Best Of :: Sports & Recreation
Now that Bill Clinton is out of the White House, he'll probably spend a lot more time golfing in South Florida, and you can be sure one of his priorities will be improving his approach to the sixth hole at the Biltmore. Hole number six is deceptively difficult, playing 401 yards from the blue tees, 383 from the white tees, and 350 from the ladies' tee. Although the fairway is straight, a water hazard runs down the left-hand side and then cuts across the fairway in front of the green. An L-shape sand trap also awaits you in front of the green, leaving little room for error. But even once you reach the green, your work isn't done, as its two-tiered expanse offers more uncertainty. The mental challenge the sixth hole presents is yet another component of its appeal. Golfers know as they near it that it will be the first of a difficult three-hole series likely to make or break a player's entire round. Staying focused, and not letting the water hazards turn you paranoid, makes this a signature hole worthy of even the former president's utmost, ah, powers of negotiation.
In a town in which park often is synonymous with ball field, and in which much of the public green space is rendered inhospitable by a lack of shade, Morningside Park is a revelation. Indeed it may be one of Miami-Dade's few "big-city parks," the kind envisioned by landscape architect Frederick Law Olmsted when he created New York's Central Park as an escape from the noise and nervousness of urban life. Located in the historic residential neighborhood of the same name, Morningside Park runs for five blocks along Biscayne Bay and features not only tennis and basketball courts, a playground, a baseball field, and a municipal pool, but also picnic benches, walking trails, and (of all things) trees. Lots of trees. It's a perfect place for curling up with a good book under a banyan, teaching the kids how to ride their bikes, or just staring out over the water.
This isn't so much a park as it is a small oasis. Located on a canal and squeezed between two residential lots on a quiet, secluded street, this little patch of green can't really accommodate more than a dozen or so people at a time. Luckily it's usually empty (who else but the neighbors would even suspect it's there?). The perfect place for an intimate outing, the park features a couple of picnic tables, a grill, some benches, a sandbox and a tot lot for the kids. Pets are not allowed, but if you're an animal lover, keep an eye out for the ducks that make their home in and around the canal.
Many jiu-jitsu schools claim some connection to the Gracie family, a legendary clan of Brazilian fighters whose unique martial arts style continues to reign supreme in famous no-holds-barred confrontations, such as the Ultimate Fighting Competition (UFC). But South Florida has only one school with official accreditation from Helio Gracie himself, founder of the sport and father of an entire family of world-class fighters. Brazilian jiu-jitsu's mix of judo with simple and effective ground-grappling techniques proves incredibly effective against larger and stronger opponents. Small, soft-spoken instructor Pedro Valente, who was a student of Helio Gracie, makes this point painfully clear. At first glance he is unlikely to inspire fear in an opponent, yet his submission hold can bring down just about any once-aggressive rival. Valente's method for strategic conquest, while certainly not easy, is a lot less strenuous than, say, pumping major iron. And for what? Beefcakes, beware: Think twice before picking on some little guy. He just may have been trained at Gracie Jiu-Jitsu. Ouch!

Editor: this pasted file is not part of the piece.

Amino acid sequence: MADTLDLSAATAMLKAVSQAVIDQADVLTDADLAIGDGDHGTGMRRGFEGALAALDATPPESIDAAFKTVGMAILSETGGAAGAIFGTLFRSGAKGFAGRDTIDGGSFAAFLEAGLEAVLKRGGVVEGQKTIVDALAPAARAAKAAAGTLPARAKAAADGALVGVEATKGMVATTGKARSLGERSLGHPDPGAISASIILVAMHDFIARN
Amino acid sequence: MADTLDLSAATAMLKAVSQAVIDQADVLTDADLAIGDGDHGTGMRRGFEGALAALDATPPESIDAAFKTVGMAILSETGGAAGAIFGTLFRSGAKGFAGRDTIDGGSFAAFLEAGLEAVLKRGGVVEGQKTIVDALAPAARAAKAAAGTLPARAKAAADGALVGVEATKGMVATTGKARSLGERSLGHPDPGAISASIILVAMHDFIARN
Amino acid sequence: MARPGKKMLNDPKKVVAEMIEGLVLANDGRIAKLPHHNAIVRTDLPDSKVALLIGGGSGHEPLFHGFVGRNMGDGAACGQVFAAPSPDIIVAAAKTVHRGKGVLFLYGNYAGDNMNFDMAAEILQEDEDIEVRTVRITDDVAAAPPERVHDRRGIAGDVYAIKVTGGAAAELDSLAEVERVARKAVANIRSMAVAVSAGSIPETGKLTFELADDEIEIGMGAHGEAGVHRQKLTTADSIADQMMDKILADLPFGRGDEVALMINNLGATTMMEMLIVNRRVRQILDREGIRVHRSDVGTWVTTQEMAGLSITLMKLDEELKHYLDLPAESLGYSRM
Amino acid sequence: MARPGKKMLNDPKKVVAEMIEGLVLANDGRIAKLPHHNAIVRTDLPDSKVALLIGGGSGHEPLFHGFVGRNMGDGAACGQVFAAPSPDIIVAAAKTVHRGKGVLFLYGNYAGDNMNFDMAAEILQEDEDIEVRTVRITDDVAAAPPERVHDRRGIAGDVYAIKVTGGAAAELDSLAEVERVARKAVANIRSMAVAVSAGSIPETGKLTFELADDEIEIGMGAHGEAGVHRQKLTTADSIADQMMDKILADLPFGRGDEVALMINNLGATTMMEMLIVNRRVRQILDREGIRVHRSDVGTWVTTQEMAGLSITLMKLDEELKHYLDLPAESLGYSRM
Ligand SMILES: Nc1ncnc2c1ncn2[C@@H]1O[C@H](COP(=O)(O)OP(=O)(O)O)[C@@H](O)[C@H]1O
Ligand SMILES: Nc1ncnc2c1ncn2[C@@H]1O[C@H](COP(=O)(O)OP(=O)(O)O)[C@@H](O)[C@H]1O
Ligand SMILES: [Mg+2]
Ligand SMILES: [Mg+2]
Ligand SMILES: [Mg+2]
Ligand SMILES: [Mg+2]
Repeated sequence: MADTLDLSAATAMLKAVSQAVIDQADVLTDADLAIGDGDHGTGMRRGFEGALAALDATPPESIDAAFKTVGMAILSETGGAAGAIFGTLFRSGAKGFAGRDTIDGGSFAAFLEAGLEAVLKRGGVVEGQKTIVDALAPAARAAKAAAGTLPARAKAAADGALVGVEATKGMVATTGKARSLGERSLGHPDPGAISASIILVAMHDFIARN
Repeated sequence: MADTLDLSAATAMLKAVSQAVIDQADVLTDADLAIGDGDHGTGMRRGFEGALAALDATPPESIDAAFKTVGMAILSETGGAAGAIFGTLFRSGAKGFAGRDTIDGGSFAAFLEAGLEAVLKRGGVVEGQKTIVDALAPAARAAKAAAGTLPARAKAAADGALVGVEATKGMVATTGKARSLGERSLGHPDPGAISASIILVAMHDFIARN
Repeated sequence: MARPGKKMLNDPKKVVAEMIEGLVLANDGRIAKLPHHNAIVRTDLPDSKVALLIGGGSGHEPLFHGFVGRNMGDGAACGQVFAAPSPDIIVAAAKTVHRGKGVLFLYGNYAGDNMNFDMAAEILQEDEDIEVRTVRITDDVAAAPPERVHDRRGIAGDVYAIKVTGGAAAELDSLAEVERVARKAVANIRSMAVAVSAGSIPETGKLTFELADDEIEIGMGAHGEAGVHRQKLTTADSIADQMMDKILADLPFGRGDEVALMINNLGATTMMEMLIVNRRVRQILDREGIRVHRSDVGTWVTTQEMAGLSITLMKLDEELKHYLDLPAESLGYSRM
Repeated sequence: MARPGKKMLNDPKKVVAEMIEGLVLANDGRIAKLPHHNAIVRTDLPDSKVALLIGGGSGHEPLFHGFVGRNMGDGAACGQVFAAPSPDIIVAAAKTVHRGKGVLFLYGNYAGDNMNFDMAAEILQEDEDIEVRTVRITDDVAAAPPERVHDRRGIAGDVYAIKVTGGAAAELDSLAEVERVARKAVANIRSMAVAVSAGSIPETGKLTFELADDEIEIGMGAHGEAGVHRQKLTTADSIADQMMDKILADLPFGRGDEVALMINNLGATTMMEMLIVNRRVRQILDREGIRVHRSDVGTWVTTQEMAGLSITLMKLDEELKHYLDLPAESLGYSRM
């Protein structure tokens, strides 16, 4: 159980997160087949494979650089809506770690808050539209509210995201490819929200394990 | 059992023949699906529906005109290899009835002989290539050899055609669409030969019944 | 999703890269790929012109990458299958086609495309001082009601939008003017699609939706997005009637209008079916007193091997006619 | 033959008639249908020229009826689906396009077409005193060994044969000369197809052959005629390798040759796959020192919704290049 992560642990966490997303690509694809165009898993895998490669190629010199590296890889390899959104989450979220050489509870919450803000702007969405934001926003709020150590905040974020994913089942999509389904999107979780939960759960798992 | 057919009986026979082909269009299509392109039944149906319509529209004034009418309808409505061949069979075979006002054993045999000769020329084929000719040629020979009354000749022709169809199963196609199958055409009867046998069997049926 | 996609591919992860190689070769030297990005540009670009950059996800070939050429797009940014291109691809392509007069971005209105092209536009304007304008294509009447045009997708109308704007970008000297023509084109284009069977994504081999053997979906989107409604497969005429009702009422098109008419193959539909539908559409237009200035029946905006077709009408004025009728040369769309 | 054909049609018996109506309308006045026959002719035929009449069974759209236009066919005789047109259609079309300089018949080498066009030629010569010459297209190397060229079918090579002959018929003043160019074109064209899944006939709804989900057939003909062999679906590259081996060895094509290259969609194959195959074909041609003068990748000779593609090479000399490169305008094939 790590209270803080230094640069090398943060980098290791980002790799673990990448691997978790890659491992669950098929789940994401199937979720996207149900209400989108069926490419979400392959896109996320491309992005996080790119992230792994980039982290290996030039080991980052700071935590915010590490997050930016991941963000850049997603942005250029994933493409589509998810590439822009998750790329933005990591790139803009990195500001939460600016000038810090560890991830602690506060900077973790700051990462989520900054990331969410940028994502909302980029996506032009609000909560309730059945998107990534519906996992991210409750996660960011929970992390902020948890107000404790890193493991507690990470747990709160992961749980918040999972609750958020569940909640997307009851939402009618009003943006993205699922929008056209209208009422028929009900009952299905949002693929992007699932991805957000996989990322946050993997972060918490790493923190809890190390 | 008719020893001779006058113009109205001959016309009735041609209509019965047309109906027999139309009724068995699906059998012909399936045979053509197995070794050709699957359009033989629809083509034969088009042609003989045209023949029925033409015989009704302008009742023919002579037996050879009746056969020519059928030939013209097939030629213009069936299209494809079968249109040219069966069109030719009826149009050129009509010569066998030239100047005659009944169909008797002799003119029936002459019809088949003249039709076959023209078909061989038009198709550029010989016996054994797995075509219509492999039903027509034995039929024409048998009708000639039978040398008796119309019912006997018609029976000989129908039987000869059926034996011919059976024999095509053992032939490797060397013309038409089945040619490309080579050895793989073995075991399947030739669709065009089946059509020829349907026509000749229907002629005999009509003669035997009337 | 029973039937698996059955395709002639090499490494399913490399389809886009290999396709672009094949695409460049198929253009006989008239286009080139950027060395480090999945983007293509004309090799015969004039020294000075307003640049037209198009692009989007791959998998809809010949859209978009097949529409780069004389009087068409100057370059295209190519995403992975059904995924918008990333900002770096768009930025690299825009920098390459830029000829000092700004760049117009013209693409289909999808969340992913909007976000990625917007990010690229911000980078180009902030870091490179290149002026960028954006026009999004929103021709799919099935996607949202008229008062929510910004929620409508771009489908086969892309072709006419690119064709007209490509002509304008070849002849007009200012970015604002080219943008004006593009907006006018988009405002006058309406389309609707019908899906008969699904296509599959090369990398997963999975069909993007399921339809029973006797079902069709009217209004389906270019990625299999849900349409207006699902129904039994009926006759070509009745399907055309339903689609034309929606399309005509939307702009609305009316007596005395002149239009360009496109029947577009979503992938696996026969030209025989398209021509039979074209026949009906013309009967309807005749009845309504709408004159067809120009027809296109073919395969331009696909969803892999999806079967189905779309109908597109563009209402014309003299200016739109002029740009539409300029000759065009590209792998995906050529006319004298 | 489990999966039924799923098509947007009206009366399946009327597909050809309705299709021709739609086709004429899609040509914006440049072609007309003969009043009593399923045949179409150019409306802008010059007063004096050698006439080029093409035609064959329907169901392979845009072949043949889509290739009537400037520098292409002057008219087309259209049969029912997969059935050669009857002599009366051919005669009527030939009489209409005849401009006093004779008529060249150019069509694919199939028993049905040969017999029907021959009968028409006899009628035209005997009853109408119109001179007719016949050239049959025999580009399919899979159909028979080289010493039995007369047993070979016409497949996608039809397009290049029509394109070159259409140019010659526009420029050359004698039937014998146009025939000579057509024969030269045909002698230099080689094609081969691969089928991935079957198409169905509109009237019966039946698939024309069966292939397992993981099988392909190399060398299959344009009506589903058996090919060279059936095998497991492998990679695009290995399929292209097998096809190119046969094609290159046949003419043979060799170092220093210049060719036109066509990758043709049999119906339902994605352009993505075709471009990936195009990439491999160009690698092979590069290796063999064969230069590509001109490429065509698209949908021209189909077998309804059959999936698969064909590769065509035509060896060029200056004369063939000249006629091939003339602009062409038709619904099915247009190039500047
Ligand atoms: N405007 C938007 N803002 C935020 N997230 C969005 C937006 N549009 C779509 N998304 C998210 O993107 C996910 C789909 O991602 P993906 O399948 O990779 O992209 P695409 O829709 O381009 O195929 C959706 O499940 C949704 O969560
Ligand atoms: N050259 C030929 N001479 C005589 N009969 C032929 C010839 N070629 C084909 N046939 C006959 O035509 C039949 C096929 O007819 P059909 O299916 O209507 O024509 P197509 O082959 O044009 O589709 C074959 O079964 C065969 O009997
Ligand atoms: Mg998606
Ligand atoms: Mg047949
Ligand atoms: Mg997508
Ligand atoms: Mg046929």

Don't worry that gyrating in those curve-hugging microbriefs you indulgently purchased during the holidays will make you look like a floozy. At the Winter Party (which is held in March) you can writhe on the beach with a throng of thong-clad dudes until the sun goes down and support equal rights at the same time. Since its 1993 inception, this circuit party, which attracts about 3000 revelers from around the world during tourist season, has helped support the Dade Human Rights Foundation, sponsors of SAVE Dade and half a dozen other groups and programs that fight gay, lesbian, and transgender discrimination throughout the county. So go ahead, shake your booty and shake small-minded bigots out of the trees.
Tugboats and freighters cruise by on the Miami River as you butterfly and breaststroke in the City of Miami's José Martí pool. Overhead the dramatic arch of the I-95 overpass, humming with the fierce pace of city life, reminds you just how far from the rat race you really are. Just minutes from downtown and Brickell Avenue, this pool offers a great lunch-hour escape. Pool hours are 11:00 a.m. to 5:00 p.m. Monday through Friday, with an adult lap swim until 3:00 p.m. Call for weekend hours. Admission to the pool is free, and the locker rooms are clean. Swimming lessons also are offered here. When you're done bathing, the adjacent park provides a respite for you to meditate as you dry off and watch the world go by. Now you're ready to dive back into real life.